I remember a case a while back (probably via Schneier's blog) where some Muslims were arrested for praying in an airport, because they'd been speaking in a foreign language and mentioning the word "Allah" which scared other passengers. There may be an analogy to that here - the foreign language isn't new, but other people don't understand it.
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From:johnckirk
Date:May 19th, 2007 10:31 pm (UTC)
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Yup, fair point - something I try to be aware of (in the wake of some arguments) is the way that people are likely to react to what I say/do. I may think that they're idiots for reacting that way, but it may still be easier for me to handle things differently.

In this case, I suppose the question is "who needs to make allowances for whom?" In other words, who are the stupid people in this situation? I'd hope that the headteacher would be smart enough to see that there's no intrinsic danger in a computer map like this. I don't have that same high opinion of journalists, but if a teacher's job is to teach then hopefully the relevant head should be able to get his/her point across to the baying crowds afterwards (ideally in a more diplomatic way than I would!).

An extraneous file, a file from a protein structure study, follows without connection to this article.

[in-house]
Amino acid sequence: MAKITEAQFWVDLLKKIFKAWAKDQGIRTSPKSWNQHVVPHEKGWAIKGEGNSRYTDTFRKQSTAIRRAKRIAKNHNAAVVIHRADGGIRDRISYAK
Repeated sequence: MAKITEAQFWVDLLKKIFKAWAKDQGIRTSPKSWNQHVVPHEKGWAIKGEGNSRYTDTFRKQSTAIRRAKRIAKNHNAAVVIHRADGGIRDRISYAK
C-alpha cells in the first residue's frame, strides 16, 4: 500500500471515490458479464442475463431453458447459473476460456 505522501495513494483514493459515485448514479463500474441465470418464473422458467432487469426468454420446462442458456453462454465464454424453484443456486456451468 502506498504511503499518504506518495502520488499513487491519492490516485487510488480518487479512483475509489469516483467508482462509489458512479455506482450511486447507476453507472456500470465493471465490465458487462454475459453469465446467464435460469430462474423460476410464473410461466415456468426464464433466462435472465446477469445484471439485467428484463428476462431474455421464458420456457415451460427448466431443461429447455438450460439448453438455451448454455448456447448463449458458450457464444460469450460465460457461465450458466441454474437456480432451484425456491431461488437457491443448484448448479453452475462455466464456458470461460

I suspect that one significant issue here is the idea that creating a computer map is just a weird thing to do (from the point of view of a headteacher/reporter/concerned parent), so it's easy to associate that kind of weird activity with dangerous behaviour. That comes back to my original motivation for this LJ post: I'd like to think that I'm a vaguely respectable citizen, so if I'm willing to go on record as supporting the maps then it may ease people's minds. I realise that I'm not an "A list blogger", so it's not likely to have any great effect, but pebbles into avalanches and all that :)
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From:stagknight
Date:May 18th, 2007 09:03 am (UTC)
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I, for one, never go on a killing spree without first meticulously mapping my route in the Rainbow Six engine, adding waypoints and details of the possible paths and guards.
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From:johnckirk
Date:May 18th, 2007 09:30 am (UTC)
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Heh :)

"Ok, my strategy is to go in and shoot everyone on the ground floor. The police will have been called by that point, so I'd better do a 'save game' there, just in case I get killed when I walk out of the room, then I can try to find a crate with a health potion inside it nearby..."